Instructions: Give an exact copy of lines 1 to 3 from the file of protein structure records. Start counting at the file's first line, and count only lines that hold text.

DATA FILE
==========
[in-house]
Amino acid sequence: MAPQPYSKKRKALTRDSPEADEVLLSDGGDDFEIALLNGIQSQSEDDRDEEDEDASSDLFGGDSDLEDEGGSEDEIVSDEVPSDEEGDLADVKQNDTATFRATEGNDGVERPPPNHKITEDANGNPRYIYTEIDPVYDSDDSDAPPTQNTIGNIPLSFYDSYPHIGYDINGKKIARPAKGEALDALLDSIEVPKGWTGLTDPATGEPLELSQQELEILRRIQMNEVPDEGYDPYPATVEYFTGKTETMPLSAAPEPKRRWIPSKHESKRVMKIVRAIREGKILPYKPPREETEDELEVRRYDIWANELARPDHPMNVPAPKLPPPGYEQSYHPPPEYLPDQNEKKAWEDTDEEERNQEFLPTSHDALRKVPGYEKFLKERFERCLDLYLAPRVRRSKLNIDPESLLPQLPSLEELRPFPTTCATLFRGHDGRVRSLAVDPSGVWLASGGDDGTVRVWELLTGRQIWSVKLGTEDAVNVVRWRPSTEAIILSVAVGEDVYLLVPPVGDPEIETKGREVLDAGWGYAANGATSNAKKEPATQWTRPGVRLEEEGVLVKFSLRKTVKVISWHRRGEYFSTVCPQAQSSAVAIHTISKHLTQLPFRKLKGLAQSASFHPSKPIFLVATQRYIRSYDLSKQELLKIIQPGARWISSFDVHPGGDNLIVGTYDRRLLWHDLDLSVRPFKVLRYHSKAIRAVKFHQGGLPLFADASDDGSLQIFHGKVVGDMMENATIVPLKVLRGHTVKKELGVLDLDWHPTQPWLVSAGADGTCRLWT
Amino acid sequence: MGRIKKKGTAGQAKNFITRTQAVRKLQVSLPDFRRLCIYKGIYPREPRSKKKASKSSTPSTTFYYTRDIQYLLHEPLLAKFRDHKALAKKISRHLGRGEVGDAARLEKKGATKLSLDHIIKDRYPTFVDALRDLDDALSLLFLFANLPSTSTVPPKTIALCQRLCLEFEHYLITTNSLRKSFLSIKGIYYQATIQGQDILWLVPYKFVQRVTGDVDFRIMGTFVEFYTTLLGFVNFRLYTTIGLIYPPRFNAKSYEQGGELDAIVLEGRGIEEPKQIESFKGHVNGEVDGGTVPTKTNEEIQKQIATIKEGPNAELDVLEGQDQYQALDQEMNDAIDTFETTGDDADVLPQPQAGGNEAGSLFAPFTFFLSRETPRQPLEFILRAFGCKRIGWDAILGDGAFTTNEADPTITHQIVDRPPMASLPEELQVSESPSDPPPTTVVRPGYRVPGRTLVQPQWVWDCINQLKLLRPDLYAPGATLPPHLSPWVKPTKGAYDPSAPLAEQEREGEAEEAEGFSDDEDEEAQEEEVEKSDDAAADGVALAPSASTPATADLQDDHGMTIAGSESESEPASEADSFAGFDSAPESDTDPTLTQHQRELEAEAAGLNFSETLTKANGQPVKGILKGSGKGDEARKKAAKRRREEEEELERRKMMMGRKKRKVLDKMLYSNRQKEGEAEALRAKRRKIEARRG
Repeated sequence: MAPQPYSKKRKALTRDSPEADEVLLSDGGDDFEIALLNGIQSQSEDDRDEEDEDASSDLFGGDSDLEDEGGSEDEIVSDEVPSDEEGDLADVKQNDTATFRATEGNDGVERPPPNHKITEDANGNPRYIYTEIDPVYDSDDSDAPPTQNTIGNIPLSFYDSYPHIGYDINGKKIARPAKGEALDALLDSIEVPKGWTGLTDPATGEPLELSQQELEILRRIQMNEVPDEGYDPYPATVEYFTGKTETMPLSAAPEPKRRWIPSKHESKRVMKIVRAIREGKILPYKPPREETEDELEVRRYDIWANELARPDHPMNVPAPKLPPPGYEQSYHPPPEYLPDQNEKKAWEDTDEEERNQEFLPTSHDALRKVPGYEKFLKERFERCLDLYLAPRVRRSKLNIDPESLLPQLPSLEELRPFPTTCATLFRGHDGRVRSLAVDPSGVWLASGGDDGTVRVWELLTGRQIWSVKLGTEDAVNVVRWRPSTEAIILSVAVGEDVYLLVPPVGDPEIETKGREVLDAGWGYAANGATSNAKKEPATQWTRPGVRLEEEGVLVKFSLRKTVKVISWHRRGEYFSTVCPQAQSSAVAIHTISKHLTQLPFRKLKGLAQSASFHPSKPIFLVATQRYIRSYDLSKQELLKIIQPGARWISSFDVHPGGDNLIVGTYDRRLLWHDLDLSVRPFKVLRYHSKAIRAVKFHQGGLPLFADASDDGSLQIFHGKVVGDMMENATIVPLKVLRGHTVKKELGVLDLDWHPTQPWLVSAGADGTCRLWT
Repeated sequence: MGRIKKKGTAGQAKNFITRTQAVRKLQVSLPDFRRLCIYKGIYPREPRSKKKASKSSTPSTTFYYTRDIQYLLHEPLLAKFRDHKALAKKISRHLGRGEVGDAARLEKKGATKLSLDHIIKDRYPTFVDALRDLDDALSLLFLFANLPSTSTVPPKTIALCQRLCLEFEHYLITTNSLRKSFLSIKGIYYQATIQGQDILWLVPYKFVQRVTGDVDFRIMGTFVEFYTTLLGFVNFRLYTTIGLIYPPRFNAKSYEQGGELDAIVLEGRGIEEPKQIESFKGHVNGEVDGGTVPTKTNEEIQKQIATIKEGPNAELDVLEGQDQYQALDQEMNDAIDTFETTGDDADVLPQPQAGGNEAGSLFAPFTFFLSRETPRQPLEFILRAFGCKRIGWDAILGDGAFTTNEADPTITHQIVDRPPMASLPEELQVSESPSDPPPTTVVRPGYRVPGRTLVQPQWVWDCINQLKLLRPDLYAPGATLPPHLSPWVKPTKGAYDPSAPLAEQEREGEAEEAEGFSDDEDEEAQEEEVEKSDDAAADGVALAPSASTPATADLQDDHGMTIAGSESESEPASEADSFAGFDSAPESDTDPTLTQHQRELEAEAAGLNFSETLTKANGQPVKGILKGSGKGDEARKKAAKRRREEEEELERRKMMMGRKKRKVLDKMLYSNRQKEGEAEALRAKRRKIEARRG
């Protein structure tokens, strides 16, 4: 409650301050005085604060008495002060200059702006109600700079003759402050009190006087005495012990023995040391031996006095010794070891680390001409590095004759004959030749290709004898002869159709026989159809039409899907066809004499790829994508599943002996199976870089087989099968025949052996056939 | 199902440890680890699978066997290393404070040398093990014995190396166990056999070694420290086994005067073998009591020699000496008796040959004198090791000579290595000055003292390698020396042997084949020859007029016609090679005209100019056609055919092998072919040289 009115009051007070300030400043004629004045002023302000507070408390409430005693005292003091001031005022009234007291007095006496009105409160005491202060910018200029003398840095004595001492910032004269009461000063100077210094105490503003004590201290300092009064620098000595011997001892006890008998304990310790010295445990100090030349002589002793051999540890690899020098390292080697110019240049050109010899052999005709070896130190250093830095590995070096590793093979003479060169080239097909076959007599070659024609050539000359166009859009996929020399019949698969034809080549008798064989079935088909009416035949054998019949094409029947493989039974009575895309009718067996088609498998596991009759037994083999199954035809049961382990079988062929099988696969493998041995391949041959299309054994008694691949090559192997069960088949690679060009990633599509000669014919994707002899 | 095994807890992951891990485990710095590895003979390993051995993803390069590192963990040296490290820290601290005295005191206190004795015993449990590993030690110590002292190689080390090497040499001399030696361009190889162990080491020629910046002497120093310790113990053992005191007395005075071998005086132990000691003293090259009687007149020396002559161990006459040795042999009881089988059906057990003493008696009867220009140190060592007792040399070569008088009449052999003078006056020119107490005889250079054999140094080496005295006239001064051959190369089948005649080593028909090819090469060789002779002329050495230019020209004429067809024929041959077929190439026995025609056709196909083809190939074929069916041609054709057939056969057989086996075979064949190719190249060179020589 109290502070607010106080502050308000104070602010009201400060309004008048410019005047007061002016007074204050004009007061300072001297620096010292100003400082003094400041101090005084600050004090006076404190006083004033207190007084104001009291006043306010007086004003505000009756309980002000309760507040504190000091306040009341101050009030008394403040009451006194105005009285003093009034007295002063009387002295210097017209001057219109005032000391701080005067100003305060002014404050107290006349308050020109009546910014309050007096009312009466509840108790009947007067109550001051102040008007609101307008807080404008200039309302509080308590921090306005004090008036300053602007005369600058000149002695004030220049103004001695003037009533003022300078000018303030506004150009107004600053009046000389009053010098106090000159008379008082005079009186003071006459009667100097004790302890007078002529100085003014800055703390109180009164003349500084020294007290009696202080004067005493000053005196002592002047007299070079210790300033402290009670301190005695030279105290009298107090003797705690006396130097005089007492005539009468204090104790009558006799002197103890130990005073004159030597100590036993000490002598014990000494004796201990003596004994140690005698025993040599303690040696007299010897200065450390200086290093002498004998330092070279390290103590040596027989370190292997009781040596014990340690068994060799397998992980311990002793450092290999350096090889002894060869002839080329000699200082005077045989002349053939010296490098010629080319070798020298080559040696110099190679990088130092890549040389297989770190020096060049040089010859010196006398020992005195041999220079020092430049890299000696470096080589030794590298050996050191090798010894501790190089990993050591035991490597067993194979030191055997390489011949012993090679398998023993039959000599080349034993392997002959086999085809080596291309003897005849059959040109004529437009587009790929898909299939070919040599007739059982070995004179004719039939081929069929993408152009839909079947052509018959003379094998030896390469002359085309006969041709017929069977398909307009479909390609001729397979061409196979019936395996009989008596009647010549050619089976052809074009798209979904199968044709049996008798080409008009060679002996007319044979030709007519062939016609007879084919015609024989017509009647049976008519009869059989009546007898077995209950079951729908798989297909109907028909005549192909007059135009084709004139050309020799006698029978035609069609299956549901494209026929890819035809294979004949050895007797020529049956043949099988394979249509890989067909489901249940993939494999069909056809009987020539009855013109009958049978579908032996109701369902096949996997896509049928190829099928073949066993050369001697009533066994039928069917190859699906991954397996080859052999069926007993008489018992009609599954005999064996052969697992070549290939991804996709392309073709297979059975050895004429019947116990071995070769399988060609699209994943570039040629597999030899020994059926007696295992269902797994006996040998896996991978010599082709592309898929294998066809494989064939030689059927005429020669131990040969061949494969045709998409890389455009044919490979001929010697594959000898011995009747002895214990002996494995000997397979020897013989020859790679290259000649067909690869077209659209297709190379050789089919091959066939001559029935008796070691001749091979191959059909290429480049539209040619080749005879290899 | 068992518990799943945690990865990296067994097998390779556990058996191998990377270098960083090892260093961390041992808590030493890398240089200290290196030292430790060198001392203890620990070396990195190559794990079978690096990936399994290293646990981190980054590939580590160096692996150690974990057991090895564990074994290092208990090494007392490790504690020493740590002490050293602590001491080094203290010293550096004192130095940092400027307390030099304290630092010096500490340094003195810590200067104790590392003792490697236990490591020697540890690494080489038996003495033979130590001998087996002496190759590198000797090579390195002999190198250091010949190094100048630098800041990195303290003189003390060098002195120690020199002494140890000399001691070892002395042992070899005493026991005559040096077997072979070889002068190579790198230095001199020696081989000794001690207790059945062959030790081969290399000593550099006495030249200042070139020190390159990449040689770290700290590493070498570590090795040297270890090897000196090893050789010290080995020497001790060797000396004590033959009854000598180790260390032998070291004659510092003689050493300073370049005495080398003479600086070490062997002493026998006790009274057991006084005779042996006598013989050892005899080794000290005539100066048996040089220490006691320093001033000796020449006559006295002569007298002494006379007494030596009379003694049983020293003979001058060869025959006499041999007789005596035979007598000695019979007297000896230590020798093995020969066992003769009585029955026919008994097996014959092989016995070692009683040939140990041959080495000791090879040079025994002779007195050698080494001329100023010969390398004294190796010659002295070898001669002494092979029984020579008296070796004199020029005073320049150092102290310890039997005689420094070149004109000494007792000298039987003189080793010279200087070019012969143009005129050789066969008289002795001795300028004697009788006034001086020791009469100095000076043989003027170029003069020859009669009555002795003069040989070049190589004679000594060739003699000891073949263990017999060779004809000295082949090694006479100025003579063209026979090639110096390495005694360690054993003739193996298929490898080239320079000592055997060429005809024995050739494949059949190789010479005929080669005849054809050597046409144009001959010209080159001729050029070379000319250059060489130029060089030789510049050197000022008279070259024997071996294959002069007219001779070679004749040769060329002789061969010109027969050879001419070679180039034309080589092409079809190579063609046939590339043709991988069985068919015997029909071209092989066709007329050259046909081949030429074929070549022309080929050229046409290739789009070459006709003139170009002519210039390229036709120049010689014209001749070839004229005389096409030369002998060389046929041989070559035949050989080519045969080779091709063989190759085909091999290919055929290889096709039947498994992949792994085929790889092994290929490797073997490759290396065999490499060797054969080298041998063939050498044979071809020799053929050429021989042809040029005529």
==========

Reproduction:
[in-house]
Amino acid sequence: MAPQPYSKKRKALTRDSPEADEVLLSDGGDDFEIALLNGIQSQSEDDRDEEDEDASSDLFGGDSDLEDEGGSEDEIVSDEVPSDEEGDLADVKQNDTATFRATEGNDGVERPPPNHKITEDANGNPRYIYTEIDPVYDSDDSDAPPTQNTIGNIPLSFYDSYPHIGYDINGKKIARPAKGEALDALLDSIEVPKGWTGLTDPATGEPLELSQQELEILRRIQMNEVPDEGYDPYPATVEYFTGKTETMPLSAAPEPKRRWIPSKHESKRVMKIVRAIREGKILPYKPPREETEDELEVRRYDIWANELARPDHPMNVPAPKLPPPGYEQSYHPPPEYLPDQNEKKAWEDTDEEERNQEFLPTSHDALRKVPGYEKFLKERFERCLDLYLAPRVRRSKLNIDPESLLPQLPSLEELRPFPTTCATLFRGHDGRVRSLAVDPSGVWLASGGDDGTVRVWELLTGRQIWSVKLGTEDAVNVVRWRPSTEAIILSVAVGEDVYLLVPPVGDPEIETKGREVLDAGWGYAANGATSNAKKEPATQWTRPGVRLEEEGVLVKFSLRKTVKVISWHRRGEYFSTVCPQAQSSAVAIHTISKHLTQLPFRKLKGLAQSASFHPSKPIFLVATQRYIRSYDLSKQELLKIIQPGARWISSFDVHPGGDNLIVGTYDRRLLWHDLDLSVRPFKVLRYHSKAIRAVKFHQGGLPLFADASDDGSLQIFHGKVVGDMMENATIVPLKVLRGHTVKKELGVLDLDWHPTQPWLVSAGADGTCRLWT
Amino acid sequence: MGRIKKKGTAGQAKNFITRTQAVRKLQVSLPDFRRLCIYKGIYPREPRSKKKASKSSTPSTTFYYTRDIQYLLHEPLLAKFRDHKALAKKISRHLGRGEVGDAARLEKKGATKLSLDHIIKDRYPTFVDALRDLDDALSLLFLFANLPSTSTVPPKTIALCQRLCLEFEHYLITTNSLRKSFLSIKGIYYQATIQGQDILWLVPYKFVQRVTGDVDFRIMGTFVEFYTTLLGFVNFRLYTTIGLIYPPRFNAKSYEQGGELDAIVLEGRGIEEPKQIESFKGHVNGEVDGGTVPTKTNEEIQKQIATIKEGPNAELDVLEGQDQYQALDQEMNDAIDTFETTGDDADVLPQPQAGGNEAGSLFAPFTFFLSRETPRQPLEFILRAFGCKRIGWDAILGDGAFTTNEADPTITHQIVDRPPMASLPEELQVSESPSDPPPTTVVRPGYRVPGRTLVQPQWVWDCINQLKLLRPDLYAPGATLPPHLSPWVKPTKGAYDPSAPLAEQEREGEAEEAEGFSDDEDEEAQEEEVEKSDDAAADGVALAPSASTPATADLQDDHGMTIAGSESESEPASEADSFAGFDSAPESDTDPTLTQHQRELEAEAAGLNFSETLTKANGQPVKGILKGSGKGDEARKKAAKRRREEEEELERRKMMMGRKKRKVLDKMLYSNRQKEGEAEALRAKRRKIEARRG